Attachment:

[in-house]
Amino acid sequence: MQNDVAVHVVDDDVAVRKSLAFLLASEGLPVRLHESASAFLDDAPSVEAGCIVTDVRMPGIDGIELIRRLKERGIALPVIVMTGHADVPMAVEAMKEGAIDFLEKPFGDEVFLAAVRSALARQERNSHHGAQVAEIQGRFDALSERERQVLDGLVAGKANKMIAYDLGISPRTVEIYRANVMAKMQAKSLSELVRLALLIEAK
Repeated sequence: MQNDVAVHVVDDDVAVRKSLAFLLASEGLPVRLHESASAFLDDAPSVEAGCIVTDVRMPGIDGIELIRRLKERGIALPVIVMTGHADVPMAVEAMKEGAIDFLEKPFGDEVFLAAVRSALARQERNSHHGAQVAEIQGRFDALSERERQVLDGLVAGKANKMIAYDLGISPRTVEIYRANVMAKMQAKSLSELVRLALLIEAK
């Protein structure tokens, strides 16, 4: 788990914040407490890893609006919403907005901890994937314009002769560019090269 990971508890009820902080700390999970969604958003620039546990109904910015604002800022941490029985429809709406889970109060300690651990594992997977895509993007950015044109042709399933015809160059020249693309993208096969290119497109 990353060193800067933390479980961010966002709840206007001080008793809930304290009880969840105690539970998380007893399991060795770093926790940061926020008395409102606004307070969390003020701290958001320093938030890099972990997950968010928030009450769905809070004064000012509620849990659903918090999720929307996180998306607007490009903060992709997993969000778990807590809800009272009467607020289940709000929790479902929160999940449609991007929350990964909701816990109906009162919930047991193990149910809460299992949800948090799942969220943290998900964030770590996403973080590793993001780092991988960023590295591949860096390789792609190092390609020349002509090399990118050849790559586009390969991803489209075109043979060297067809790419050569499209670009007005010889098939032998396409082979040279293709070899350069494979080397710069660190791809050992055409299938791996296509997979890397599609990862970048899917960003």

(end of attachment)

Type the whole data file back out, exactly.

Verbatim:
[in-house]
Amino acid sequence: MQNDVAVHVVDDDVAVRKSLAFLLASEGLPVRLHESASAFLDDAPSVEAGCIVTDVRMPGIDGIELIRRLKERGIALPVIVMTGHADVPMAVEAMKEGAIDFLEKPFGDEVFLAAVRSALARQERNSHHGAQVAEIQGRFDALSERERQVLDGLVAGKANKMIAYDLGISPRTVEIYRANVMAKMQAKSLSELVRLALLIEAK
Repeated sequence: MQNDVAVHVVDDDVAVRKSLAFLLASEGLPVRLHESASAFLDDAPSVEAGCIVTDVRMPGIDGIELIRRLKERGIALPVIVMTGHADVPMAVEAMKEGAIDFLEKPFGDEVFLAAVRSALARQERNSHHGAQVAEIQGRFDALSERERQVLDGLVAGKANKMIAYDLGISPRTVEIYRANVMAKMQAKSLSELVRLALLIEAK
């Protein structure tokens, strides 16, 4: 788990914040407490890893609006919403907005901890994937314009002769560019090269 990971508890009820902080700390999970969604958003620039546990109904910015604002800022941490029985429809709406889970109060300690651990594992997977895509993007950015044109042709399933015809160059020249693309993208096969290119497109 990353060193800067933390479980961010966002709840206007001080008793809930304290009880969840105690539970998380007893399991060795770093926790940061926020008395409102606004307070969390003020701290958001320093938030890099972990997950968010928030009450769905809070004064000012509620849990659903918090999720929307996180998306607007490009903060992709997993969000778990807590809800009272009467607020289940709000929790479902929160999940449609991007929350990964909701816990109906009162919930047991193990149910809460299992949800948090799942969220943290998900964030770590996403973080590793993001780092991988960023590295591949860096390789792609190092390609020349002509090399990118050849790559586009390969991803489209075109043979060297067809790419050569499209670009007005010889098939032998396409082979040279293709070899350069494979080397710069660190791809050992055409299938791996296509997979890397599609990862970048899917960003």